There are many self-help and support groups for people in relationship trouble, going through divorce and after the divorce.  They offer support as people cope with changes in life.  These are all helpful tools.  Here is one additional tool that helps people along the way; the art of dancing.

To dance, each person must get in tune with the other.  When they practice together there is a harmony that develops.  Eventually they can anticipate each other’s moves and understand how to respond.  It becomes a reflex that results in a form of harmony.

Dr. Sue Johnson, in commenting about marriage, notes that “Love is a constant process of tuning in, connecting, missing and misreading cues, disconnecting, repairing, and finding deeper connection.  It is a dance of meeting and parting and finding each other again.  Minute to minute and day to day.”

Divorce Is a New Dance

When people break up there is a new dance going on.  In their case, a choice if made day by day to tune out, disconnect, ignore, skip repair efforts (they tried already) and eventually end up wanting out.  The pain had grown too deep and trust is no longer present.

This is a new dance through life in which people will step on each other’s toes.  Sometimes that is intentional in an effort to get the other person’s attention – something that was missed in the marriage.

When we see couples moving through this process, we work to help them learn a new dance called  F-A-C-C-T; the basic understanding of what separation and divorce are all about.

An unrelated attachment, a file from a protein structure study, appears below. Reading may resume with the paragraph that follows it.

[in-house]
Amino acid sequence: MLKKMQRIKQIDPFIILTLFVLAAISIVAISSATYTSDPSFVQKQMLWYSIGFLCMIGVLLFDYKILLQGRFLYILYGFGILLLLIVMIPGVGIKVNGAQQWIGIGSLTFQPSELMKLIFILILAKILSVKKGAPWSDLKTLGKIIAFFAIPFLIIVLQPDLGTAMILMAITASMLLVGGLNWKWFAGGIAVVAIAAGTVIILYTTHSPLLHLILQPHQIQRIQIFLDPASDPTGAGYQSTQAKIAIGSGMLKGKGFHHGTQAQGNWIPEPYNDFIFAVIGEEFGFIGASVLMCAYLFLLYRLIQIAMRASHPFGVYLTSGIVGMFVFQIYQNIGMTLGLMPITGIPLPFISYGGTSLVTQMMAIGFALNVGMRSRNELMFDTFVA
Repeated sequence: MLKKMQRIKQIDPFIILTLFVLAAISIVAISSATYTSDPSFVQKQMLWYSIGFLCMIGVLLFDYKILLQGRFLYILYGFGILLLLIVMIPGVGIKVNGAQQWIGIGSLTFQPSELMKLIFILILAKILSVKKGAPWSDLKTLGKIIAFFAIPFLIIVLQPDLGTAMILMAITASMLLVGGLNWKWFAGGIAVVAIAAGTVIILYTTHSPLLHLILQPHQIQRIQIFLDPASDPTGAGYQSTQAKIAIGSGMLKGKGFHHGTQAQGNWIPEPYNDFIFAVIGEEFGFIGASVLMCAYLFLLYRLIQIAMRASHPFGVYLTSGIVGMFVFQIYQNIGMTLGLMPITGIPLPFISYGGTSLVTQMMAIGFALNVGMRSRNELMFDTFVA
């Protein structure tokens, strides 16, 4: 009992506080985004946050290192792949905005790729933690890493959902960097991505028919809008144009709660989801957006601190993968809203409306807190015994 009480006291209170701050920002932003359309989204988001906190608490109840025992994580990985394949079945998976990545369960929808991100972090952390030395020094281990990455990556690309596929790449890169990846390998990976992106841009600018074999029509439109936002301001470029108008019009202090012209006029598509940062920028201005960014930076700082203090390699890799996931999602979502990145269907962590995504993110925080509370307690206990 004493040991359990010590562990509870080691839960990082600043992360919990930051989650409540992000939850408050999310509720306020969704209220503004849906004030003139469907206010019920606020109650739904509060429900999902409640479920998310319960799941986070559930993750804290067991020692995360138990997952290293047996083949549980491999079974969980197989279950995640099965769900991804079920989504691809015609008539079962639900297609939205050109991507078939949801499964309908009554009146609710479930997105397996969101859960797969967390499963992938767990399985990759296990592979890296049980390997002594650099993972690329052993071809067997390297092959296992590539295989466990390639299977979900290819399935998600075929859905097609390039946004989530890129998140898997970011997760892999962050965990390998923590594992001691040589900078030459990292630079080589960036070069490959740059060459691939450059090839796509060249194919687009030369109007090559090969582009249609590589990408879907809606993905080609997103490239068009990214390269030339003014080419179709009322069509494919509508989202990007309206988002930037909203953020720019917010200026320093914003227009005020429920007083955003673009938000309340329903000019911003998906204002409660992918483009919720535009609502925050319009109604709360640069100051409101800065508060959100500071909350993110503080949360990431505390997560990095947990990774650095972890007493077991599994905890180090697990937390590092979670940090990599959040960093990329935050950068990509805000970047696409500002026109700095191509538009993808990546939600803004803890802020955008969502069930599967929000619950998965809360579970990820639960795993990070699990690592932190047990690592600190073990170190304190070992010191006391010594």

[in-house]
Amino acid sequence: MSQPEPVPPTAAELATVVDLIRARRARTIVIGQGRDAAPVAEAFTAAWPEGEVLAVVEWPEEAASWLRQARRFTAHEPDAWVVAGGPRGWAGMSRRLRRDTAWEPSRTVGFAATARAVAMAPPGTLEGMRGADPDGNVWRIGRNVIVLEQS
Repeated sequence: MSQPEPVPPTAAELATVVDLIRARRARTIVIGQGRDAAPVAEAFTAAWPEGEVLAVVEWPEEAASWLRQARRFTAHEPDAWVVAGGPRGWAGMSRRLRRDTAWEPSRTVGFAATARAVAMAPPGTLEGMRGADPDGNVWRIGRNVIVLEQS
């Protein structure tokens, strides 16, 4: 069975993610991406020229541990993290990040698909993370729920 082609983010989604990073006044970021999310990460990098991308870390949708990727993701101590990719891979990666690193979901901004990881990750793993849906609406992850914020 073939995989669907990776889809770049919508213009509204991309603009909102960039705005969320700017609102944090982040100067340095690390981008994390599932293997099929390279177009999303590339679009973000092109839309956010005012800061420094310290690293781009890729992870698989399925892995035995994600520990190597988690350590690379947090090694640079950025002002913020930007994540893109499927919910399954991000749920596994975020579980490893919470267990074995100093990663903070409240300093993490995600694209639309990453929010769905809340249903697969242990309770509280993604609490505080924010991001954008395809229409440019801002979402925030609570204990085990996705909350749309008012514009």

The first two letters, F and A, stand for Family Re-Formation and Awareness.  These are basic to this dance.

When people break up they are actually re-forming a relationship.  The new dynamics are based on different ground rules.  There is no intimacy.  But there is relationship in that the new rules have them interacting about finances and, most importantly, children.  Even if there are adult children, there is interaction around family events, grandchildren and many other elements of family life that will go on.

The second letter, A, is for awareness.  People get to the point of separation by following a particular path.  They built this outcome somehow.  Even if there was an affair, or some other event along that way, the seeds are planted for this outcome.  Understanding how that happened can help with the process of separation.  When you understand how and why something happened, it leads to a deeper recognition and purpose for your path forward.

The next part of F-A-C-C-T is Communication.  This is not the deep caring exchanges felt when people are in love.  This is ability to look at what is ahead objectively.  We note to mediation clients that while they are discussing issues, if you cannot do a math problem with it or if you cannot put it into a box it does not belong in the conversation.  This is a way to keep the conversation simple and to the point.